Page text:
It has taken 4 weeks since the tent camp was started by a dozen activists to get to the point where the government has agreed to massive changes, but the bargaining may take its time.
(Some bureaucrats are kicking themselves for not destroying the tent camp on the first day or the seccond, before it collected momentum.)
Chatter on the left/right united struggle in the Israeli struggle for social justiceIn and around the present uprising in Israel there has been no shortage of chattering by the ignorant and idiotic... but there has also been plenty of chattering among scholars, all of whom agree that the current uprising is a united front between the right and the left. As proof, they point to the fact that the Kahanist nazi Israeli settlers have joined the tent camp protest in a tactical move.
The struggle in the workplace for wage rises by itself does not challenge the capitalist order, and neither does the current uprising against piggish capitalism and for a return to welfare capitalism in Israel.
The purpose of the struggle for wage rises is for a better distribution of the fruits of labour within the capitalist system, just as the struggle for welfare capitalism is one for the better distribution of the fruits of labour in the capitalist State as a whole.
But in Israel, distribution of the fruits of labour is not just a matter for the local ruling elite/capitalist exploiting class and the working class. In Israel, a large part of the resources are invested in colonialist settlements in the occupied territories, in the army that serves the occupation, and in bribing the orthodox Jewish communities (who are mostly non-Zionist) in order to enlist their support for the continuation of the occupation. Thus, the struggle here is political from day one.
The leftist aspect of the struggle is due to the fact that the struggle against neo-liberalism (like the struggle for wage increases) contributes to the development of anti-capitalism. It is also so among those who previously provided ardent support for investment in Zionist enterprises - such as the Nationalist Right - that increasing numbers from this tendency are refusing to pay so much for any longer. (This is not about black and white, though, but a continuum. Within the Jewish community, there are not many who do not want to pay anything for Zionist enterprises. The rest are along the continuum, between those who are willing to pay almost anything and those willing to pay just a little.)
Many psychological reasons are at work in the minds of those who support the Zionist project but are not willing to pay so much for it any longer, but most of them prefer not to talk about their increasing refusal... For them, it is easier to demand social justice, as if the extreme neo-liberalist model were not essential for recruiting agreement from the top capitalist elite to pay so much for the occupation and settler colonialism.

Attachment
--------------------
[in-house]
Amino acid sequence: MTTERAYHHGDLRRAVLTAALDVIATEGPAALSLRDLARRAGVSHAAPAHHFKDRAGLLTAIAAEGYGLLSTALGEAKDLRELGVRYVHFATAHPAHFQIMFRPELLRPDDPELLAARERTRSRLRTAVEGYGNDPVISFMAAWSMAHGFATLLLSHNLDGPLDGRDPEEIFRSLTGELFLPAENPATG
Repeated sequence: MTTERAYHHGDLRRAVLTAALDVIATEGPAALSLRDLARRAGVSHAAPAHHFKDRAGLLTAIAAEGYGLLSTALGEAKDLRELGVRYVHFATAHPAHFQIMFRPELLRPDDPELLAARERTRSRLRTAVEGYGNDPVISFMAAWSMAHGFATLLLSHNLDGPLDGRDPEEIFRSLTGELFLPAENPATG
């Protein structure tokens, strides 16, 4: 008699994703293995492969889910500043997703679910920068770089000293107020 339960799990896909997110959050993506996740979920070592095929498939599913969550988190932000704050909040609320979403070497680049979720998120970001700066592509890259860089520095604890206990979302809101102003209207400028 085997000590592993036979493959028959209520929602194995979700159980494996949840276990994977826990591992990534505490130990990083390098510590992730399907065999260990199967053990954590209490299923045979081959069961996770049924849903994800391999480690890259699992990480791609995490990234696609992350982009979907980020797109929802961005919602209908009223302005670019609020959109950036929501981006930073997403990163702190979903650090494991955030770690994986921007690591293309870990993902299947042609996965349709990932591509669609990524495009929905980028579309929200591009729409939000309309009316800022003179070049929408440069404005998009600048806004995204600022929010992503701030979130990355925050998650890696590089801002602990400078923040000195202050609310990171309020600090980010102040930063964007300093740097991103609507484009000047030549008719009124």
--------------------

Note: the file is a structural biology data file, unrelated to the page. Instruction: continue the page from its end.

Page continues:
But even ignoring the degree of willingness to invest in Zionist enterprises still, there is a considerable degree of resistance to the variety of capitalist system present in Israel, which is moving to the right and is nearly as extreme as neo-liberal piggish capitalism in USA.
Thus, the cut-off point between those who support the economic policy of the State and those who oppose it has shifted gradually to the right - even if the "rightists" who join will not admit that it will diminish the funds available for the Zionist project.
Radical activists are disappointed about the "non-political" aspect of the struggle and the absence of a clear refutation of the various aspects of the Zionist project. They do not understand that the politicization of those people who are engaged in social struggle intensifies during the struggle. Just as the "pure" economic struggle in the workplace to raise wages gradually contributes to the rejection of capitalism, so does joining the present struggle within Israel, that is clearly questioning neo-liberalism and demanding change in the allocation of State resources.
The refusal to pay so much for settler colonialism - even if not talked about - will contribute to the questioning and later even a rejection of settler colonialism.
Like in sales psychology, when you refuse to pay for something, the cognitive dissonance will cause a diminishing will to have it. (Like the story about the fox who decided to refrain from sneaking once more into the vineyard through a narrow hole in the fence, claiming that the grapes were sour.)
In the first demo, two weeks ago, about 30,000 participated in Tel Aviv; in the second, last week, there were nearly 100,000 in Tel Aviv and about 40,000 in the rest of the country. In the third, this Saturday, there were about 250,000 in Tel Aviv - the largest ever in Israel, and about 70,000 all over the country. I wonder how many will come for next Saturday's demos. The call "Revolution!" was second only to "Social justice!"
They are afraid. They are really afraid. Miri Regev of the ruling party (Likud) leadership assembled 500 members of the center assembly of the party and demanded (in so many words) the return of the welfare model instead of the present neo-liberalist one the prime minister leads.